There is no water at the worksite. I don’t feel like carrying blocks. Baptiste, ‘The Big Man,’ arrives late. He says he went home last night and his wife had taken everything from the house and left. “He’s funny,” Aime says. “He says he thought the house was small, but he found it was big.”
When R. learns what happens, she predicts they will stay together.
“She will pay,” R. says, referring to Baptiste’s wife. “Women in Africa suffer.”

At lunch I hear news of Israel’s “revenge” attack on Lebanon.

Theater

“Only by teaching beneficiaries [whites] that they benefited from the workings of apartheid whether they intended it or not – could it [a truth commission] hope to convince them of their moral responsibility… to redress [apartheid’s] consequences” – Politics of Memory 183

Yesterday in the room of bricks, Baptiste spoke of how his wife accused him of saying one day he would kill her. Birds flew to their perch on the windowless bars. Anne Marie in blue and black, leaned backwards over the blue water barrel. Baptiste – the middle of the morning – his pronounced waist – his rolled and cinched cuffs, his left hand partially paralyzed, thumb awkwardly straight – his and Obed’s matching shirts. Aime squatting across from him. The brick floor, the spaces in the block wall at the far end – church-like. Tin roof. School next door. No pencil sharpeners. Students outside with the backside of a hammer, clawed a nib.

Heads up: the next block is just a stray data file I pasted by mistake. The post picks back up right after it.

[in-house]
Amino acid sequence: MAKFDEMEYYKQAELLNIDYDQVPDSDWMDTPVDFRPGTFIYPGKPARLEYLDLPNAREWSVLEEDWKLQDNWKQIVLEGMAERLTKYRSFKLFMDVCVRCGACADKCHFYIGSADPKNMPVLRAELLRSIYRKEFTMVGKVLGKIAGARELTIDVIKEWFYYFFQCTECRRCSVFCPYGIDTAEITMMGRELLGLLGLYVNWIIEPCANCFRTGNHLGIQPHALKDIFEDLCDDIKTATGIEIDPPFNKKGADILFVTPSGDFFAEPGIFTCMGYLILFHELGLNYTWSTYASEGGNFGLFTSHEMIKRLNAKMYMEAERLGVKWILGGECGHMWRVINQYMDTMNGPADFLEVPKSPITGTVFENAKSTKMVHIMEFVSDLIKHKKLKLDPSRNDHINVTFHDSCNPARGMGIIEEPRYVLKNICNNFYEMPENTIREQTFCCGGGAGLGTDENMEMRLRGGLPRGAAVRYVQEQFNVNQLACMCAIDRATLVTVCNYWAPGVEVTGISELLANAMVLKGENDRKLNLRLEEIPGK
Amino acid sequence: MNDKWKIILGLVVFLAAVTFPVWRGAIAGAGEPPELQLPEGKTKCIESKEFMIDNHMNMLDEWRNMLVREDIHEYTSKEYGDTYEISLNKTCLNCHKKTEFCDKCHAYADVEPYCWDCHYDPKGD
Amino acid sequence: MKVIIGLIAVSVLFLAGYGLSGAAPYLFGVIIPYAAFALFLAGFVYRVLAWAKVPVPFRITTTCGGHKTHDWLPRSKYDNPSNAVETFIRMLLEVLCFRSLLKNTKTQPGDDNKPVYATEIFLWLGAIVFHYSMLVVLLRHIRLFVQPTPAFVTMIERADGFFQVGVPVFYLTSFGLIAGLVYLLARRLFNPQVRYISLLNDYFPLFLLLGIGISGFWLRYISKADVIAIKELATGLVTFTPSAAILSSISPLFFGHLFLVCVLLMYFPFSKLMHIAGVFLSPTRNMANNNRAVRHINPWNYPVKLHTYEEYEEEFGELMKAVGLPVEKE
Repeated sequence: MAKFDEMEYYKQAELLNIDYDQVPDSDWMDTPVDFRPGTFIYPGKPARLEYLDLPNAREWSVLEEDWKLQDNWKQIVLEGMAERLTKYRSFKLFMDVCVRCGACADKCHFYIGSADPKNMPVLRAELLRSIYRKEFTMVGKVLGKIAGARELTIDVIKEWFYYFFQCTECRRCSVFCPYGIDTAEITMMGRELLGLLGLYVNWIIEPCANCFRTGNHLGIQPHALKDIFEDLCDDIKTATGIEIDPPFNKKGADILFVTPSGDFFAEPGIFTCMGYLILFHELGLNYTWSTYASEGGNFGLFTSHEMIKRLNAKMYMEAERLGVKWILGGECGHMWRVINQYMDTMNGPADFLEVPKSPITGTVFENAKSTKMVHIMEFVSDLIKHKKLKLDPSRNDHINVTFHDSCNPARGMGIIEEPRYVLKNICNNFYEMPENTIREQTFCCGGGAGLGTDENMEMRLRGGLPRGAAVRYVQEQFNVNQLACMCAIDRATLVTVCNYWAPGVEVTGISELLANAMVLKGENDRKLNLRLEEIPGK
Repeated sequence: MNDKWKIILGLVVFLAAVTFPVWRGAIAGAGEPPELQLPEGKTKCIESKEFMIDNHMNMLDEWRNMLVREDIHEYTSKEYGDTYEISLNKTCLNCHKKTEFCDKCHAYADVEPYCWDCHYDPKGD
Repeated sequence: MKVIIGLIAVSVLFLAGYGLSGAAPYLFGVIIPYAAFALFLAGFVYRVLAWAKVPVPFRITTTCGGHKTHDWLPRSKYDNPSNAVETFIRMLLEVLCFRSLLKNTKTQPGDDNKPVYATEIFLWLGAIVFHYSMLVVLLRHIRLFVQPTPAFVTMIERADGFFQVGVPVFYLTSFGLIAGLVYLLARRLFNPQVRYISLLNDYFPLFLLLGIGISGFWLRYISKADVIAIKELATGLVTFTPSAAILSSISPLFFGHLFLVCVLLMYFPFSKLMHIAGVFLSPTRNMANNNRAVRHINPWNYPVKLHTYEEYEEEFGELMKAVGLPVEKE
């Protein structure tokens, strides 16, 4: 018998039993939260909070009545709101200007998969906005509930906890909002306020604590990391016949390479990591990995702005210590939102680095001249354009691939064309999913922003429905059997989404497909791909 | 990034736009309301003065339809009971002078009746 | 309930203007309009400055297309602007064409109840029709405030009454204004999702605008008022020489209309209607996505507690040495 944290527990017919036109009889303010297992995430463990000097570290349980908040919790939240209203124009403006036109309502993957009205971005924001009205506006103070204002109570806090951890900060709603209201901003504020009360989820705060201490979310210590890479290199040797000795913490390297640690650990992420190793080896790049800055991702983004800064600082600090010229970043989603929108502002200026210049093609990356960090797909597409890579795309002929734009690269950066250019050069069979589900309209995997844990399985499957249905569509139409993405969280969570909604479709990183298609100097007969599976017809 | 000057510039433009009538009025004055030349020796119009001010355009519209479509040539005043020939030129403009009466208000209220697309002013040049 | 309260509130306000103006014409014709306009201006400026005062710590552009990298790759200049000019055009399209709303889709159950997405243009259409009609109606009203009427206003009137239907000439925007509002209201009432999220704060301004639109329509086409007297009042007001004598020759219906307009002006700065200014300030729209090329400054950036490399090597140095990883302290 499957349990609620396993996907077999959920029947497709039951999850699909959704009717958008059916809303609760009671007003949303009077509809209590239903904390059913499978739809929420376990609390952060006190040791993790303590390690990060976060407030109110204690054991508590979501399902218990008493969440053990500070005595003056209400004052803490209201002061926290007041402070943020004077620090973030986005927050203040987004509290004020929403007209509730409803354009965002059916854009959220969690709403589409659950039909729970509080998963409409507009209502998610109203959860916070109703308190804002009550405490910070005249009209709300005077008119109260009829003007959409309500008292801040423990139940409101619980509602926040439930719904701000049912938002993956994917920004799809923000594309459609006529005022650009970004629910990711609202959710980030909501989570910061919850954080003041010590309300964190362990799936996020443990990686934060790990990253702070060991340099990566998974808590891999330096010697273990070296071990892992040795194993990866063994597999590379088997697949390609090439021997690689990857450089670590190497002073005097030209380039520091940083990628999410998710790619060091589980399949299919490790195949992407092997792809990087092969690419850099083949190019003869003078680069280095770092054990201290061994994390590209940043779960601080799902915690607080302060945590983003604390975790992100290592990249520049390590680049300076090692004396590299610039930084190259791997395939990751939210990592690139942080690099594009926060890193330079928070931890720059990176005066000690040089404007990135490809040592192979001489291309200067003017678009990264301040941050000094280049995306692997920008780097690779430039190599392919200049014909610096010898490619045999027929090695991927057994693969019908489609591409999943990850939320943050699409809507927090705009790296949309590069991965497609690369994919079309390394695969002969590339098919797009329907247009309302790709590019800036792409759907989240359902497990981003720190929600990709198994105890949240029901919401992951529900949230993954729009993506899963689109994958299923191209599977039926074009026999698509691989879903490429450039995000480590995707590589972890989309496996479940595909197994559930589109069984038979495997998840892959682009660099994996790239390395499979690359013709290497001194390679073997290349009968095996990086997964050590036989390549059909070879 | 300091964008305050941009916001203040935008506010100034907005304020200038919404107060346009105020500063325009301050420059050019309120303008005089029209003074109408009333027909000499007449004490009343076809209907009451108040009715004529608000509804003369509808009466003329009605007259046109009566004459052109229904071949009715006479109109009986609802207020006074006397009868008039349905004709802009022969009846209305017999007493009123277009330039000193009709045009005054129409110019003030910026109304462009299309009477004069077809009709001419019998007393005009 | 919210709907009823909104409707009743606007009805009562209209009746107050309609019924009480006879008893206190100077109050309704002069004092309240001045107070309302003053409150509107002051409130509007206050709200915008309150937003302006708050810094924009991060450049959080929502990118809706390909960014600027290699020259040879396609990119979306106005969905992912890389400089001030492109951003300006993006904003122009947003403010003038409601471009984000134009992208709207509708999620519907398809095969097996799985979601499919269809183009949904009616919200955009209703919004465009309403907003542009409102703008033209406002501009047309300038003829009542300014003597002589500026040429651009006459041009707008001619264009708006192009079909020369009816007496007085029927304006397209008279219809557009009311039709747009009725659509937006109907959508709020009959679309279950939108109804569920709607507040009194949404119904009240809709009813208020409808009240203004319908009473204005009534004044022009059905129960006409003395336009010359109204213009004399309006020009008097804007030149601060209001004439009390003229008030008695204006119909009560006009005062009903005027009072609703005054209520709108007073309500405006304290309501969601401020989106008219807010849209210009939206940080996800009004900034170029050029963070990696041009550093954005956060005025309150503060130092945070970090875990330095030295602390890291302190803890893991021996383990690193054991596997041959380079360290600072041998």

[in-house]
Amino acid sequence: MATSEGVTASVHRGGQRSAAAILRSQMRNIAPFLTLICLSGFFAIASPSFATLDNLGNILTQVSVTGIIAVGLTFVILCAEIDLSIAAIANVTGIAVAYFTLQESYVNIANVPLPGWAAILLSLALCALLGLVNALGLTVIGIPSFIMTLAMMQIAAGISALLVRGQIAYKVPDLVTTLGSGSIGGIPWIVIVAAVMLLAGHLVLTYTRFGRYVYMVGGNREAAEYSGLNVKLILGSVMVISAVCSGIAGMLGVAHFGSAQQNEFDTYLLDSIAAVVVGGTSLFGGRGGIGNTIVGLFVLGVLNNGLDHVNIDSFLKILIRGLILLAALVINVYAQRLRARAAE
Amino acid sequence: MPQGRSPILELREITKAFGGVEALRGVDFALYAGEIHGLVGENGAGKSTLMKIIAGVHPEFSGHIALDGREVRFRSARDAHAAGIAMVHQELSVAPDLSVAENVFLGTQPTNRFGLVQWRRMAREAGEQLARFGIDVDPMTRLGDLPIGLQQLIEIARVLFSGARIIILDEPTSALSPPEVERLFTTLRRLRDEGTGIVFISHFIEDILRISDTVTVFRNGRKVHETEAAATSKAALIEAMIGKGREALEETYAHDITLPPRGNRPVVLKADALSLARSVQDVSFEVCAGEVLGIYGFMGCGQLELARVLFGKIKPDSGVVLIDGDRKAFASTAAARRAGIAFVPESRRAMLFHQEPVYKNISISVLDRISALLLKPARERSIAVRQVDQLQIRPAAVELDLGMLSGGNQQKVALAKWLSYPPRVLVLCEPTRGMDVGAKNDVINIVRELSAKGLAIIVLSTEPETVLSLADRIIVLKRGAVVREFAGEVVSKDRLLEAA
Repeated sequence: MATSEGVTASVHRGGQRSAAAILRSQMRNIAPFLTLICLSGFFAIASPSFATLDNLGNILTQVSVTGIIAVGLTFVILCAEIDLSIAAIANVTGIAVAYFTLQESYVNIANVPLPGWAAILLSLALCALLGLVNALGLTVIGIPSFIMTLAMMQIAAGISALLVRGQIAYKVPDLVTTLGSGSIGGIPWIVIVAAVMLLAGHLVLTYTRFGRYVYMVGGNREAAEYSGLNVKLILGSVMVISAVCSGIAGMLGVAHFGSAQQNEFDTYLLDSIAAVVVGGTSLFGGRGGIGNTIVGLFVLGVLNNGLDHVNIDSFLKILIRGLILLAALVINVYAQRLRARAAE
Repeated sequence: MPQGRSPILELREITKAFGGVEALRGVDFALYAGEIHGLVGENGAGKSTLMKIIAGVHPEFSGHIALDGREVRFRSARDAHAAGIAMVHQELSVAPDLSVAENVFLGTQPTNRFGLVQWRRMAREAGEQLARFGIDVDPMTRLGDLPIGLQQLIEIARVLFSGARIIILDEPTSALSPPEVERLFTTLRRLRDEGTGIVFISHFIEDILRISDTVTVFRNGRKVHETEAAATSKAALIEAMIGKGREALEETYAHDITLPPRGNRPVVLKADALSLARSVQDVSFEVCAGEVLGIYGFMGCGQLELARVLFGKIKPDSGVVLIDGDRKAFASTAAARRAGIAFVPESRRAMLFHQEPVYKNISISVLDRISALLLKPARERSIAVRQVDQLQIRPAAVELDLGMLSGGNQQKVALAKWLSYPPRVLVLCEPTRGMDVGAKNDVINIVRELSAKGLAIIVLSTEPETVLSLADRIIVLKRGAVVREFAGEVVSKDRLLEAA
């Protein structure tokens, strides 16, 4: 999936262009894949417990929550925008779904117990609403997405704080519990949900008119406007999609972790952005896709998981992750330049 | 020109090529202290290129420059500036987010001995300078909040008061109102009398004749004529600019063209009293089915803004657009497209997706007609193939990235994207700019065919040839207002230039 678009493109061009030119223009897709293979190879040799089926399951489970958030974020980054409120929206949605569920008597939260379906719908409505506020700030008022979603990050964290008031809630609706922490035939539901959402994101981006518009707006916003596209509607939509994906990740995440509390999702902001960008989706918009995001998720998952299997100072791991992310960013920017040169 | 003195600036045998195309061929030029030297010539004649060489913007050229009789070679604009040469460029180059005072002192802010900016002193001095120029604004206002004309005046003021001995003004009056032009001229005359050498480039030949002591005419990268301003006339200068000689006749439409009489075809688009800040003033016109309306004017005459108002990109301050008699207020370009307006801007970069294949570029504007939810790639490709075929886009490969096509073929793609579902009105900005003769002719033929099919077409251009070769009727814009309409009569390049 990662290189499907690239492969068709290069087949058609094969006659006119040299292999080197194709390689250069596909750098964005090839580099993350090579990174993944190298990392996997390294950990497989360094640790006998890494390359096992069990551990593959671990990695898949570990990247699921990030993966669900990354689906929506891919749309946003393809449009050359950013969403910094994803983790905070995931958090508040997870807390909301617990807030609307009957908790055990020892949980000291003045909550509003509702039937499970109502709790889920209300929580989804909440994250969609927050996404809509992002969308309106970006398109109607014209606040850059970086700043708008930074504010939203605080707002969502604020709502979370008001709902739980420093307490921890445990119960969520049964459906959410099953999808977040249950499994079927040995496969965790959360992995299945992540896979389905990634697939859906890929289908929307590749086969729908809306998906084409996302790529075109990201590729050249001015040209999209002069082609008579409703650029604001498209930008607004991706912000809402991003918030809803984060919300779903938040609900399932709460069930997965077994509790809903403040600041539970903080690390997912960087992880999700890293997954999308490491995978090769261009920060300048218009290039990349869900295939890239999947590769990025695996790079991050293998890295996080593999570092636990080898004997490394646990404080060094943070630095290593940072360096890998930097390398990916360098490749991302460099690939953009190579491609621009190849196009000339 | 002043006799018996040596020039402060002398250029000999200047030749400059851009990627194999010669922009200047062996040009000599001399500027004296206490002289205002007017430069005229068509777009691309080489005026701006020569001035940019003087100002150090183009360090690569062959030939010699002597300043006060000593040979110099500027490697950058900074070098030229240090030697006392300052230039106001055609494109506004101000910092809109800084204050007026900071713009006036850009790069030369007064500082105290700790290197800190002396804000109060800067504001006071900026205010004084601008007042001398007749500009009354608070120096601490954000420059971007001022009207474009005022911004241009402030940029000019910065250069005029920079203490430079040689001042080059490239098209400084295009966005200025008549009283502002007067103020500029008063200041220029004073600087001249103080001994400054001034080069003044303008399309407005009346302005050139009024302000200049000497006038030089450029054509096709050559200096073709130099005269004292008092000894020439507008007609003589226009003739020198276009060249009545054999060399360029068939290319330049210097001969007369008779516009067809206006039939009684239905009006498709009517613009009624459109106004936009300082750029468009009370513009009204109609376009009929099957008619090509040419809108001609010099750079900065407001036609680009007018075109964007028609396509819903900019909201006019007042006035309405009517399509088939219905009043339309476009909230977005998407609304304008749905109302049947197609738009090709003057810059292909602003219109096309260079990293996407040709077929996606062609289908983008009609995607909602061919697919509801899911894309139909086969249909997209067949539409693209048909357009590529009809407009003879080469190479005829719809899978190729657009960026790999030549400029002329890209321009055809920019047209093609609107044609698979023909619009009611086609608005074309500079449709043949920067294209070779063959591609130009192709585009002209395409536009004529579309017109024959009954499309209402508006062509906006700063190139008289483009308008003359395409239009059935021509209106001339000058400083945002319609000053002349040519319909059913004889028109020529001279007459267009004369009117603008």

Yesterday when I asked R. about justice, she said, “Rwandans just have to forgive. You have to ask, ‘Am I the one who is wrong?’”
“Sometimes you don’t have to ask this,” I said.

Today Aime tells me the story of his mother’s death. It was a heart attack. She had asked for water with which to bathe and the children had brought it to her. His father, Samuel, had just gotten out of the hospital – he was suffering from malaria – and had gone to his first day of seminary. The children called him. They’d left Goma just two weeks before. Samuel consoled them. He’d lost his father when he was a young boy. Aime said when mothers die in Africa fathers leave their children to get remarried (I’ve heard of mothers doing this, too). Samuel didn’t. Aime says he owes his solace, his healing to his father.

This afternoon, again, I find myself needing time away from R. She forgot to bring the key to the worksite (she came late to work this morning). And so I return to the house after lunch to get the key, passing an older man walking under the thunder clouds in full suit, hat, and walking stick down the road, August Sander-style. How much I detest wearing a skirt, looking nice. Being looked at. But I look…
My time away from R. doesn’t last. She soon joins me, waiting for Fifi to come with the key.